# 30 Meter in series LED SMD 5050 60 led/m 12v RGBW

I want to run 30 meter Led length in series in a room on the ceiling.

LED specifications (according to the supplier:)

• LED Type: 5050 RGBW LED Light Strip
• Quantity: 60 LEDs / Meter
• Working Input Voltage: DC12V
• Power: 35 - 40W
• LED strip light type: RGBW**

I have got following kit to run a 30 meter length of LED SMD 5050 60 led/m 12v strip.

• x6 5M Rolls/Rims 5050 RGBW LED Strip
• x1 25Amps AC110V/220V to DC 12V Power Supply Transformer
• x1 LED RGBW Wifi Controller
• x3 Mini LED RGBW Amplifier

Can someone please suggest that is the above kit enough for the purpose.

Any suggestion would be much appreciated.

• Where are you stuck in your design? Are you able to work out the required current? You can delete many lines of the specification which are cluttering up your question: waterproof-ness, view angle, temperature, lifetime, WiFi and amplifier are all irrelevant to your question. – Transistor Jun 1 '19 at 7:38
• I see your edit but don't see your calculations or where you are stuck? – Transistor Jun 1 '19 at 11:30
• It's pretty clear that 6 x 5m = 30m, so that's right. 6 x (40W / 12V) = 20A, so that's OK. But I have no idea what the WiFi Controller or Amplifier are supposed to do. – Simon B Jun 1 '19 at 11:38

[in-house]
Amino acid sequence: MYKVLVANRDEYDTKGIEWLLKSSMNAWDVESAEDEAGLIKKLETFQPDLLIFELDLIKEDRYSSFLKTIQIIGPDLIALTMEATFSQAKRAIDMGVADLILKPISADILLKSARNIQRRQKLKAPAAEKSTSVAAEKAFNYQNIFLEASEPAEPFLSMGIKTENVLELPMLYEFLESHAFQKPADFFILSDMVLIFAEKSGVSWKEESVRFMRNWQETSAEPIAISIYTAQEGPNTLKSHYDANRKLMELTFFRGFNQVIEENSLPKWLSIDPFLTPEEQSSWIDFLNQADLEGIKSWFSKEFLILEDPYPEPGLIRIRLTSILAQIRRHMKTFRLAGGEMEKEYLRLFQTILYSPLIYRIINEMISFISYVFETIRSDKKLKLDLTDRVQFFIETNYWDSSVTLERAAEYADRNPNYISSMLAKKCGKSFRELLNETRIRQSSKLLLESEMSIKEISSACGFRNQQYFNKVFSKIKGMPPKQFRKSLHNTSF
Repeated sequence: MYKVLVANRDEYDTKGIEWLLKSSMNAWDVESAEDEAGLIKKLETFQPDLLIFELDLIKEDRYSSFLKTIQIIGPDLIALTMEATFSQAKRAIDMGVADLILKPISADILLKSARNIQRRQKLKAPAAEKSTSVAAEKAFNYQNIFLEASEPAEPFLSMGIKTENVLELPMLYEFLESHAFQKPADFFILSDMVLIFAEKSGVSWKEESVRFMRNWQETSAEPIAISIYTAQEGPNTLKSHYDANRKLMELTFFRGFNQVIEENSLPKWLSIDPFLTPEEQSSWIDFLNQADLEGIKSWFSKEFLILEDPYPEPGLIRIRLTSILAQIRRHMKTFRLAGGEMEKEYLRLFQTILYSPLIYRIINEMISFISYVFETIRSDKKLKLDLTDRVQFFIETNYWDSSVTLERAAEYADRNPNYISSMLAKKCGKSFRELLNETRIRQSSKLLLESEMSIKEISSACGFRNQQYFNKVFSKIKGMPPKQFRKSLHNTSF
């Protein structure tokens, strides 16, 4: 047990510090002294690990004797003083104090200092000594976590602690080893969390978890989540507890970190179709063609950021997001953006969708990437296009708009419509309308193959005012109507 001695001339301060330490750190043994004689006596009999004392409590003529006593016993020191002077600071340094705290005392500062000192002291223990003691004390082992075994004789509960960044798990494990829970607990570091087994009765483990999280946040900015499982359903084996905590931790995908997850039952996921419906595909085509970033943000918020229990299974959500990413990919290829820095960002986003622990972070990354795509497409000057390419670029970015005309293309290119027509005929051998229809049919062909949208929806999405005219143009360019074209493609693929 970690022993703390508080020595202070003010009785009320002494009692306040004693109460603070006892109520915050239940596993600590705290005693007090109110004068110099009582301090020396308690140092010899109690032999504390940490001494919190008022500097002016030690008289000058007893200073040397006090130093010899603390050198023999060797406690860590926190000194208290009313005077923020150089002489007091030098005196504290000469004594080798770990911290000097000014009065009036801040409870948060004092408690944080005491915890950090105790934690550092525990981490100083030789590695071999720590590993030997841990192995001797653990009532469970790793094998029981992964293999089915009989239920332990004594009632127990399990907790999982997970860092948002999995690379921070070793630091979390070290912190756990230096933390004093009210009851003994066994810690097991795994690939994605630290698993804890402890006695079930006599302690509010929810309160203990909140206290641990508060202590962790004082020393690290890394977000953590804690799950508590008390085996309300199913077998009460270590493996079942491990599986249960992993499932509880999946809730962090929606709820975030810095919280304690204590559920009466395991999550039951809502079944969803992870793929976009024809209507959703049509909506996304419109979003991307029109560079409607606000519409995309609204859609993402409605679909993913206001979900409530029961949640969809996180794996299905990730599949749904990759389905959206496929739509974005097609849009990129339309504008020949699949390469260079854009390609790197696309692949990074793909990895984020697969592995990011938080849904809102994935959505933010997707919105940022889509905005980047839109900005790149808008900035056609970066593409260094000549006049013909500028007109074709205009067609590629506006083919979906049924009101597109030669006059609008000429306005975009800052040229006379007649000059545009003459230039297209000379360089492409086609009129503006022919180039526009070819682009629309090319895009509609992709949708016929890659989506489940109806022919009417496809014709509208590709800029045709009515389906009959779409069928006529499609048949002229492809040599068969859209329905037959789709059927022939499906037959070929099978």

• OK, but your question doesn't make clear what you are asking. You're hardly likely to get an answer to the WiFi controller and amplifier because you have supplied no details. In any case that would be a question about the use of electronic devices and they're off-topic on this site so it's likely that your question will be closed. – Transistor Jun 1 '19 at 16:33
• Sorry my mistake for not making it clear. Supplier has mentioned that SMD5050 60Led/meter has 35-40W, whereas I am searching online and most of the searches are coming up 72W onwards for the same strip so is it possible that supplier made a mistake in putting correct Watts of the strip? – Malik Jun 1 '19 at 19:53

• They demonstrate it really nicely on that site. Split the run in half and put the power supply in the middle of the strips. This would also mean splitting the current running through the strip in half. This (in my mind, correct me if I'm wrong) decreases power loss in the strip $$P = I^2R$$ and thus heat generated. As you might know, heat can reduce an LED's lifespan and it can also soften up the glue. That is also a good bit of advice, use proper glue! The glue on the strip isn't the best and might not stick to the ceiling properly. – Kars Noordhuis Jun 2 '19 at 11:44